In a npn transistor current flow from collector to emitter increases with increase in base voltage,but in a pnp transistor it decreases with increase in applied voltage to base. Please explain how.
MIT 6.002 Circuits and Electronics, Spring 2007
Stacey Warren - Expert brainly.com
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In npn Ic is related to Vbe in a exponential way, Vbe positive
In pnp Ic is related to Vbe in a exponential way, Vbe negative
I BPJ transistor symbols the arrow on the emitter indicated direction of positive convention current flow, which is also pointed to the n-type material.
In both NPN and PNP transistors collector to emitter current is controlled by the current flowing into (for NPN) or out of (for PNP) the BASE-EMITTER junction. The current IS NOT controlled by the voltage across the base-emitter junction. Because voltage is flowing between the base and the emitter when the transistor is turned on, a voltage develops across the base-emitter junction. But that voltage is a result of the current flowing in the base-emitter junction, not the other way around.
A question in semantics
Base current is related to the voltage between the Base and Emitter in a natural exponential way. And the Collector current is hFE, Beta, times the Base current as long as the Base current is much greater than the leakage, saturation, current.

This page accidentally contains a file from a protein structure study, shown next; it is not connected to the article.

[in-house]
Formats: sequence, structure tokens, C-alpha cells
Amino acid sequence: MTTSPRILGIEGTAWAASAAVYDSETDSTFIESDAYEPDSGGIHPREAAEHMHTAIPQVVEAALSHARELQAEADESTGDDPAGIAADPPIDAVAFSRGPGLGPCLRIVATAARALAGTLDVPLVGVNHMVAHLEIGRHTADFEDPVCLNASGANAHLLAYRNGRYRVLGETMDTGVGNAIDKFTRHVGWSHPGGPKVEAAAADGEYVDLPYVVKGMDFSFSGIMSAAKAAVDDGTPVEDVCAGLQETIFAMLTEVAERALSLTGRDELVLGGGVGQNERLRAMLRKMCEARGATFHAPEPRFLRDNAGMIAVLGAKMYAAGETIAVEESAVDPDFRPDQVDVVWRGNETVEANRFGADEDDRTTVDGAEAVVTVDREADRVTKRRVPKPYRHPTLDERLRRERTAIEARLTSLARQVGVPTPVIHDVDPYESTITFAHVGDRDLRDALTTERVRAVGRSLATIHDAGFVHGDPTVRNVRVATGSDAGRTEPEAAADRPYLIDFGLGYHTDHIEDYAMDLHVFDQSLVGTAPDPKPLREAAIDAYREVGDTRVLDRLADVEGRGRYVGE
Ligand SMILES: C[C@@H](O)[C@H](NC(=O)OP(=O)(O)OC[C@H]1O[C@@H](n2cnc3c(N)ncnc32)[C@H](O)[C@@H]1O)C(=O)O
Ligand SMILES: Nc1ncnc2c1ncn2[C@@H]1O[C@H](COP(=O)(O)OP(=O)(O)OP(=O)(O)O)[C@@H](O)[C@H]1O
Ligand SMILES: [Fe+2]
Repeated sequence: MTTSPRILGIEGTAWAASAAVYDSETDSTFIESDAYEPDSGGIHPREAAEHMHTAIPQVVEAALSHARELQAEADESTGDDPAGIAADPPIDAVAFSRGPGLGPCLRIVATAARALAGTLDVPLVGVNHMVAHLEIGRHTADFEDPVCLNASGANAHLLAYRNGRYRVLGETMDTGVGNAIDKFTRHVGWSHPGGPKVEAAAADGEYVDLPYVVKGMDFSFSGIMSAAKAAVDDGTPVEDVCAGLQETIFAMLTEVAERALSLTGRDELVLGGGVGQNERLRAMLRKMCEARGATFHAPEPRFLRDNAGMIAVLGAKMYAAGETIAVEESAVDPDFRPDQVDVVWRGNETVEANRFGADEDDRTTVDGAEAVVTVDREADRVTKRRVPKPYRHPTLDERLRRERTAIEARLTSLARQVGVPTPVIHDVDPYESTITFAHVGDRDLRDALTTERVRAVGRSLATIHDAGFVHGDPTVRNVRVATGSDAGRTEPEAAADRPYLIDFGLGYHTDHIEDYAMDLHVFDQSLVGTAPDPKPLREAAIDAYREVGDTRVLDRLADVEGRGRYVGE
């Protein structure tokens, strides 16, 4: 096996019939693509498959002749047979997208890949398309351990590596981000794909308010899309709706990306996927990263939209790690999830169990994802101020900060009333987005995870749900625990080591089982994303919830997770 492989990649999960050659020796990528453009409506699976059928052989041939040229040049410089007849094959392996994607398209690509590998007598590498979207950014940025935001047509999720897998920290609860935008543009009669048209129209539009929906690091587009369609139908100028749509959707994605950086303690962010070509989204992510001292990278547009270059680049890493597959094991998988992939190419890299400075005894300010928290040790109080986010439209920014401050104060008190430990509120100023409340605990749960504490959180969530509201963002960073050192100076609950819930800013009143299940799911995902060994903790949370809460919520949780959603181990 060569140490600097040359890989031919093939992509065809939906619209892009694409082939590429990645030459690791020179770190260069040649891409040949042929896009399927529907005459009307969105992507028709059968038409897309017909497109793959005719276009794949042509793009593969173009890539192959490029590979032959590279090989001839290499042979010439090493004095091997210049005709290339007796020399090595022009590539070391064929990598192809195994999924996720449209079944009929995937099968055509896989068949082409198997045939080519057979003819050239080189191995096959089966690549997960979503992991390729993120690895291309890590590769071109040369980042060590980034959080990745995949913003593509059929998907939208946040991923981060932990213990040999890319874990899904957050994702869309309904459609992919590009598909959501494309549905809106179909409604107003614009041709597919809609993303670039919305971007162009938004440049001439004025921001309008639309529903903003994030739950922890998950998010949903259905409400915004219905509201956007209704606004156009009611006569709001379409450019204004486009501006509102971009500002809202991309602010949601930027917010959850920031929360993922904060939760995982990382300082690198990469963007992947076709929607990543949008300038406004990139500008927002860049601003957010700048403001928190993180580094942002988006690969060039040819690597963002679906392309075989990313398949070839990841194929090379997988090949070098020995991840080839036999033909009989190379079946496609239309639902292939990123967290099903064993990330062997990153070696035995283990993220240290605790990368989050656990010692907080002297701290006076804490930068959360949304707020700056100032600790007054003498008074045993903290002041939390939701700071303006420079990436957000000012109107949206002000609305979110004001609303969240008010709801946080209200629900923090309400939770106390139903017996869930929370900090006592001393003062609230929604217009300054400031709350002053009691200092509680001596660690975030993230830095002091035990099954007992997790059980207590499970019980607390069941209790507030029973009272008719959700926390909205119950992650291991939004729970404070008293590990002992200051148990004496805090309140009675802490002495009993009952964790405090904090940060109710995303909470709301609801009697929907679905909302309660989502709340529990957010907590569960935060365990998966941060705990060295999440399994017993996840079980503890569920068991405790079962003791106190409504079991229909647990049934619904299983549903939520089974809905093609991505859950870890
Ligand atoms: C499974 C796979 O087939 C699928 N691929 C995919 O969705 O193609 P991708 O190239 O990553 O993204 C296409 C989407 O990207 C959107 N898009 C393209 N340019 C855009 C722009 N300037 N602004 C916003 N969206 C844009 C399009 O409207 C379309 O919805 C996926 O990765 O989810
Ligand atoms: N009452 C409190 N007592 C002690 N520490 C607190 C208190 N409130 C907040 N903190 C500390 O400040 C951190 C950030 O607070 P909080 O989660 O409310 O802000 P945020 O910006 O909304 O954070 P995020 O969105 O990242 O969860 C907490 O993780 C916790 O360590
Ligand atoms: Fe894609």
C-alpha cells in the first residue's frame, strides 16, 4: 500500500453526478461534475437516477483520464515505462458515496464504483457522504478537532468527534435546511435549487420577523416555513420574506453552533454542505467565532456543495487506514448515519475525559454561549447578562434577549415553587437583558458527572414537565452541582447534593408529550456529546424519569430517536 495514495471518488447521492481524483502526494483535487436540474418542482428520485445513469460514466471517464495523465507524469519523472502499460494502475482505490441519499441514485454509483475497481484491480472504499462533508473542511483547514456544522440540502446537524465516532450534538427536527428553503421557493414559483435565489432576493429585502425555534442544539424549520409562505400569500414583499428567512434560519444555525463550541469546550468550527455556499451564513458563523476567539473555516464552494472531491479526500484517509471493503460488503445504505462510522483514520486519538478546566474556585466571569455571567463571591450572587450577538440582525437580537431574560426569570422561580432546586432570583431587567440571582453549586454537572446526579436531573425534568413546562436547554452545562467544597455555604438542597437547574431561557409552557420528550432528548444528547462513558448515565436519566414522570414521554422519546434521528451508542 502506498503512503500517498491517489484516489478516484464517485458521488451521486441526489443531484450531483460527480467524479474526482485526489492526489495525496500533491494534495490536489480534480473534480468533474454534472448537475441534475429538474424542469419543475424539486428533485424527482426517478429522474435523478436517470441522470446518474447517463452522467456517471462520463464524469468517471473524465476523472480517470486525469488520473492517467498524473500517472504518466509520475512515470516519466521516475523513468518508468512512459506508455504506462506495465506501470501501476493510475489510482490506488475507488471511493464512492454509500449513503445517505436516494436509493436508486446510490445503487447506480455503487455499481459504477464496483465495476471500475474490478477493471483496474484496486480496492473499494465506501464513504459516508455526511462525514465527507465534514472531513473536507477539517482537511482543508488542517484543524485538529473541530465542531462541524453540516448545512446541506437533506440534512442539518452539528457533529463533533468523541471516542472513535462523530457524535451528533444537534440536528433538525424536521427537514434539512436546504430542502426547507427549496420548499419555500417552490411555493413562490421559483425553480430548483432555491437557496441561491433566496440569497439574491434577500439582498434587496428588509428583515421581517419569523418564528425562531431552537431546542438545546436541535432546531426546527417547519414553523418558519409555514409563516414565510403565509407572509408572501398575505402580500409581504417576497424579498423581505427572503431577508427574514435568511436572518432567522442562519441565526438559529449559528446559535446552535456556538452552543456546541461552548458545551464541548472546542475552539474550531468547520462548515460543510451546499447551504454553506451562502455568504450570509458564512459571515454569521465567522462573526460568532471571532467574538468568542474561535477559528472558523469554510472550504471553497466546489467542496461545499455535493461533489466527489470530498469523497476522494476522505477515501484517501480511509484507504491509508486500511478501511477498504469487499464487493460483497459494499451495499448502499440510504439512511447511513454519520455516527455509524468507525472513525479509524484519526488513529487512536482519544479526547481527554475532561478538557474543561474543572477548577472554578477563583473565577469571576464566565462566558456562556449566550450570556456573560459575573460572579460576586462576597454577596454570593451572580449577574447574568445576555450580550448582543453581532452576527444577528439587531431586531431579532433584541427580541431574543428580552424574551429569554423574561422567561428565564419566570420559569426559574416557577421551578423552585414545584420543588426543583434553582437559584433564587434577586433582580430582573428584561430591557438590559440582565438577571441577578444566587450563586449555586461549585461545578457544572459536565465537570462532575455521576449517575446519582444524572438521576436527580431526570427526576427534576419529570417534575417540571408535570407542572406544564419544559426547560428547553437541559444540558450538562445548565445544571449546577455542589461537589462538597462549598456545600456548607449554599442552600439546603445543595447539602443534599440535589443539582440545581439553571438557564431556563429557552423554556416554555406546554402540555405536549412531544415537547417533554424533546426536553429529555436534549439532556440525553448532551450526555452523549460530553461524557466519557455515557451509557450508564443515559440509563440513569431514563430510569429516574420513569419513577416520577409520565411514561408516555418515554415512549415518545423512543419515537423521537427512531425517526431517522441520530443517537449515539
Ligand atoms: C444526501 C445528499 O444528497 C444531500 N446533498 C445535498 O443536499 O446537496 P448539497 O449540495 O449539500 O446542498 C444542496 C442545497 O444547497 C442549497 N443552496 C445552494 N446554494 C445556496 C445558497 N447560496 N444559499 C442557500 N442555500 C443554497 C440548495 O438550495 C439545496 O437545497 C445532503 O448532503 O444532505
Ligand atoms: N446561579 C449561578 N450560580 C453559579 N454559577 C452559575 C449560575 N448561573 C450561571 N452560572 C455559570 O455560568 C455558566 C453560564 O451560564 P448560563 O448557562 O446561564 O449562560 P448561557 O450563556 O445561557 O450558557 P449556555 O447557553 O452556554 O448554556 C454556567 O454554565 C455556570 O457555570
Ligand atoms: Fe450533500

Generally, as in complimentary transistors silicon transistors 2N3904; 2N3906, VBE is between .3 and .9 volts giving a appropriate Base current but hFE varies within these ranges.
When designing on uses an appropriate VBE, IB, hFE
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With all due respect, and I certainly mean no disrespect, I think it is more than a question of semantics. There is, however, one particular practical application exception to this, which I will discuss below. But for a clear understanding of the operation of bipolar transistors it seems important to realize that a bipolar transistor is a current operated device. Certainly some voltage must be applied to Vbe to cause base current to flow. But it is that base current that controls the operation of the bipolar transistor, as illustrated by the key spec hFe and by the actual surface effect physics of the semiconductor itself. Vbe is more of an effect that a cause.
So my concern is that your explanation may lead the student to erroneously analyze a bipolar transistor as a voltage mode device rather than the current mode device that it is.
A MOSFET, on the other hand, IS a voltage controlled device.
An easy test of this is to take multiple samples of the same transistor, say your 2N3904. Choose ones that are carefully selected to have the same hFe. Then apply exactly the same voltage to Vbe to each of the devices. You will find a very wide range of collector currents result. The device is controlled by the base current, not Vbe.